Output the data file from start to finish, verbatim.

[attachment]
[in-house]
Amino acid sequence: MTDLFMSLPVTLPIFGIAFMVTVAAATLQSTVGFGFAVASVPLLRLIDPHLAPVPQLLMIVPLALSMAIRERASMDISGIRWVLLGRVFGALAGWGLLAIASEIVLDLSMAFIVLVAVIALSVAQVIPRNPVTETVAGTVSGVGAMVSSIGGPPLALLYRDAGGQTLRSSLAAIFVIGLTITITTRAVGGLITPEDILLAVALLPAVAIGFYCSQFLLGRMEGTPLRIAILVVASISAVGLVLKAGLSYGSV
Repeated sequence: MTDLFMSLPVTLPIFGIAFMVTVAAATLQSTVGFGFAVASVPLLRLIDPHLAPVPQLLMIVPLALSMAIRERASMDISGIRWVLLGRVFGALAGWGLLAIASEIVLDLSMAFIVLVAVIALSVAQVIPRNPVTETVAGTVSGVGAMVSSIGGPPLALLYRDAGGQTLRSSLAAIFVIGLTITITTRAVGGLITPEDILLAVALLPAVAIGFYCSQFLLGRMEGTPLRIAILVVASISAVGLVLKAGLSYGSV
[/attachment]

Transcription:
[in-house]
Amino acid sequence: MTDLFMSLPVTLPIFGIAFMVTVAAATLQSTVGFGFAVASVPLLRLIDPHLAPVPQLLMIVPLALSMAIRERASMDISGIRWVLLGRVFGALAGWGLLAIASEIVLDLSMAFIVLVAVIALSVAQVIPRNPVTETVAGTVSGVGAMVSSIGGPPLALLYRDAGGQTLRSSLAAIFVIGLTITITTRAVGGLITPEDILLAVALLPAVAIGFYCSQFLLGRMEGTPLRIAILVVASISAVGLVLKAGLSYGSV
Repeated sequence: MTDLFMSLPVTLPIFGIAFMVTVAAATLQSTVGFGFAVASVPLLRLIDPHLAPVPQLLMIVPLALSMAIRERASMDISGIRWVLLGRVFGALAGWGLLAIASEIVLDLSMAFIVLVAVIALSVAQVIPRNPVTETVAGTVSGVGAMVSSIGGPPLALLYRDAGGQTLRSSLAAIFVIGLTITITTRAVGGLITPEDILLAVALLPAVAIGFYCSQFLLGRMEGTPLRIAILVVASISAVGLVLKAGLSYGSV